Manufacture

Cypress

Datasheet
Download CY7B8392 Datasheet




 CY7B8392
CY7B8392 Low Power Ethernet Coaxial
Transceiver Application
This application note describes the differences between the
10BASE5 (Ethernet) and 10BASE2 (Cheapernet) versions of
the IEEE 802.3 standard, and provides guidelines for design
with the CY7B8392.
Introduction
The CY7B8392 is a physical layer device used to transmit
data over a shared coaxial medium. It functions as specified
by the IEEE 802.3 standard.
Figure 1 shows a block diagram of a single network node. The
MAC (Media Access Control) is responsible for framing data
and controlling its transmission and reception on the network.
When transmitting the MAC sends NRZ data to the Physical
Signaling (PLS) Layer. The PLS processes the MAC sublayer
data, setting the signaling rate and translating the NRZ data
to Manchester Encoded Data, and sends it to the transceiver.
Figure 2 displays an example of Manchester encoding. In-
stead of straight binary encoding, each bit period is divided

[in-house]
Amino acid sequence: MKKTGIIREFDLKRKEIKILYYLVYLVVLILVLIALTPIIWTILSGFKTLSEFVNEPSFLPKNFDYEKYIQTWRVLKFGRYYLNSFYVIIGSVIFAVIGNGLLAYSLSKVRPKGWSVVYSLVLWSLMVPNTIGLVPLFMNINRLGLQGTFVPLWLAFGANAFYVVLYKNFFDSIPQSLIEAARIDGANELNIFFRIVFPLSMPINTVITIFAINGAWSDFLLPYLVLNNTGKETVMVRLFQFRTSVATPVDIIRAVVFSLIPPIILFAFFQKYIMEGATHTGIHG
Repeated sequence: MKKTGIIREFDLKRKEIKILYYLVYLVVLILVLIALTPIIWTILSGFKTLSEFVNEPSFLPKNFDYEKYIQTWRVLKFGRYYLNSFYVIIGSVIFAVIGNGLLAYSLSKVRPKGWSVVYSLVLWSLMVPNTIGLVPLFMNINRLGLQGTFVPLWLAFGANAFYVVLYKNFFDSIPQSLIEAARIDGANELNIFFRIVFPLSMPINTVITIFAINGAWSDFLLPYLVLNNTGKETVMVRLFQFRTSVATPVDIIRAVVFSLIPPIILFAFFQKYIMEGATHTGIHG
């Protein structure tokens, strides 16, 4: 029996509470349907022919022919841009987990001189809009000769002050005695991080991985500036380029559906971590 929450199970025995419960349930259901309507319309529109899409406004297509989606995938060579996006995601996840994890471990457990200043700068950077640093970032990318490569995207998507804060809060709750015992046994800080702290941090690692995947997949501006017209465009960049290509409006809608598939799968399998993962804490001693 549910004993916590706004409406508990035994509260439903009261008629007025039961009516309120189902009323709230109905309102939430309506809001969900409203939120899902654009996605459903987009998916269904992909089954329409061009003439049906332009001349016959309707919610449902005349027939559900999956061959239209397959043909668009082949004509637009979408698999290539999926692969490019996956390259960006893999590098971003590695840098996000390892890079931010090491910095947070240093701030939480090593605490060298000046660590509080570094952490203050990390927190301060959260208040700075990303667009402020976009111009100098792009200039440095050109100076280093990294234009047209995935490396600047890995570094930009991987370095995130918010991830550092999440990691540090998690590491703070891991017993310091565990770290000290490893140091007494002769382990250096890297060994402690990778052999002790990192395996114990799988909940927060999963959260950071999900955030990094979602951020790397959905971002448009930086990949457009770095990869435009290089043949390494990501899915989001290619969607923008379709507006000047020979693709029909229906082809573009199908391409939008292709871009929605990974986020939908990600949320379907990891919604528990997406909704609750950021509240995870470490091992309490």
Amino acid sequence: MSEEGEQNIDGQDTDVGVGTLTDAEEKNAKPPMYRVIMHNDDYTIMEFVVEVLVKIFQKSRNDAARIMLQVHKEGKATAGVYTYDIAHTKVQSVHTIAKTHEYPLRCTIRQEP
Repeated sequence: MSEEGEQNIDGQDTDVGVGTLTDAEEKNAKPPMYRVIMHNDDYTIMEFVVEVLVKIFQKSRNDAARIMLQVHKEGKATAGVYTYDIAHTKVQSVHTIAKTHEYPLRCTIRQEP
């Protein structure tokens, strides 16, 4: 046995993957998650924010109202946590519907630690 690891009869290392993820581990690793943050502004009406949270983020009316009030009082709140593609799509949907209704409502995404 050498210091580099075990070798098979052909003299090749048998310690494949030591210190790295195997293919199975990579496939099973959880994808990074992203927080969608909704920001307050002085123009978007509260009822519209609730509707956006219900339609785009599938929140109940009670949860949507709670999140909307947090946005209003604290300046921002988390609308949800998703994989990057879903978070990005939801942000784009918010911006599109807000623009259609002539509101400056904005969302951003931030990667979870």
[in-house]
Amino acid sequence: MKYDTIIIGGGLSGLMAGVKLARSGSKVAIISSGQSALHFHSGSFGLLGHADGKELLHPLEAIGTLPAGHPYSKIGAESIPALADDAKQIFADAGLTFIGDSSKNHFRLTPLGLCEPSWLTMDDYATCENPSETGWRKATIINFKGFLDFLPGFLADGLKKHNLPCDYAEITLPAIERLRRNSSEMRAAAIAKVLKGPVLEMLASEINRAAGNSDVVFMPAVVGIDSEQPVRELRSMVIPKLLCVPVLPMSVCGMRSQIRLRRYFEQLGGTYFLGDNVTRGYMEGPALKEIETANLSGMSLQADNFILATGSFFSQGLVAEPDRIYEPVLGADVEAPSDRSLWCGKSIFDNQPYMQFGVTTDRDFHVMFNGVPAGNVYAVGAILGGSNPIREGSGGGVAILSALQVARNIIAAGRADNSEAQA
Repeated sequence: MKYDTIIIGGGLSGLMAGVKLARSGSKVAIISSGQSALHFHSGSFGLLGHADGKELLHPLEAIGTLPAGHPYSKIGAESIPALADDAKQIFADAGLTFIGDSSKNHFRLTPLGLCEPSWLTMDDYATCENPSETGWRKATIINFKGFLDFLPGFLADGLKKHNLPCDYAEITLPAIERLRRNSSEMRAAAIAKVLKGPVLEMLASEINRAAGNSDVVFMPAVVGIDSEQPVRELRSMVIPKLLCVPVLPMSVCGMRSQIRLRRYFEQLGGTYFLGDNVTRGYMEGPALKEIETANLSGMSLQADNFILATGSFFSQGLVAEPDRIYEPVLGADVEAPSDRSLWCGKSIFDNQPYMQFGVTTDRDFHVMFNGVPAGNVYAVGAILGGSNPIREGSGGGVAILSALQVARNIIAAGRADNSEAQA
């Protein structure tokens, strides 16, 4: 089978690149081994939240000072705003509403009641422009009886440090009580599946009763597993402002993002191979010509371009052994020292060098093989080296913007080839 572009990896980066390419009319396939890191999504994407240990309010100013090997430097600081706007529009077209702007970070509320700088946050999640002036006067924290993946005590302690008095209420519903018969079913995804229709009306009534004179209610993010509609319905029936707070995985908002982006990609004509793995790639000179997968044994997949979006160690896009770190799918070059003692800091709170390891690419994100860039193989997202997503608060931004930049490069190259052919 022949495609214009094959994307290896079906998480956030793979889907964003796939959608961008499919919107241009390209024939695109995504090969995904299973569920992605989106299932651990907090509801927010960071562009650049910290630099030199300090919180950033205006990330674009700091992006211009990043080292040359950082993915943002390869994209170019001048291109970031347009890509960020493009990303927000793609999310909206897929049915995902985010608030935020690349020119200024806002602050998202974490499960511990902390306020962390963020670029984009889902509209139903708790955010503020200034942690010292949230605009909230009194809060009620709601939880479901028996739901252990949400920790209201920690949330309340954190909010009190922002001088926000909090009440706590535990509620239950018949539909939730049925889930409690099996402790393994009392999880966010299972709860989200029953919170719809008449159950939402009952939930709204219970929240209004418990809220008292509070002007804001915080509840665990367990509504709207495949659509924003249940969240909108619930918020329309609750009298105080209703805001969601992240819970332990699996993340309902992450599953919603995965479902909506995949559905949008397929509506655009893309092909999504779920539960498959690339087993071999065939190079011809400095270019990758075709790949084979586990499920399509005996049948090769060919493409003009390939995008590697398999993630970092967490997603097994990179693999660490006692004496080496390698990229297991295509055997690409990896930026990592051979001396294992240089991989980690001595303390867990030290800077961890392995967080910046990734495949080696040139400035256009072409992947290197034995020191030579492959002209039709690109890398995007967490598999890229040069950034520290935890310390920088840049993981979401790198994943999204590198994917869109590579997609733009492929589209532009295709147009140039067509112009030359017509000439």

into two equal intervals. To send a one, the voltage is HIGH
(ground) for the first half of the interval and LOW (–2.0 V by
IEEE 802.3) for the second half of the interval. In the case of
a binary zero the reverse is true, the first half of the bit period
the signal is LOW and HIGH the second half.
Data is sent out over the network in packets. An Ethernet
packet consists of the preamble, destination address, source
address, length field, data, and a Cyclic Redundancy Check
(CRC). Each packet can be viewed as a sequence of 8-bit
bytes, with the least significant bit of each byte being trans-
mitted first. A typical Ethernet packet is shown in Figure 3.
The preamble contains 8 bytes of alternating ones and zeros,
ending with two consecutive ones. The preamble allows the
receiving PLS to synchronize its clock with the sender. The
two consecutive ones at the end of the preamble signify the
start of frame packet and are sometimes referred to as the
Start of Frame Delimiter. The destination address is a 6-byte
field that specifies the station(s) to which the packet is being
sent. Every station examines this field and determines wheth-
er it should accept the packet. The high-order bit of the des-
tination address is a zero for ordinary addresses and one for
group (multicast) addresses. Group addresses allow multiple
stations to listen to one address. The source address is a 6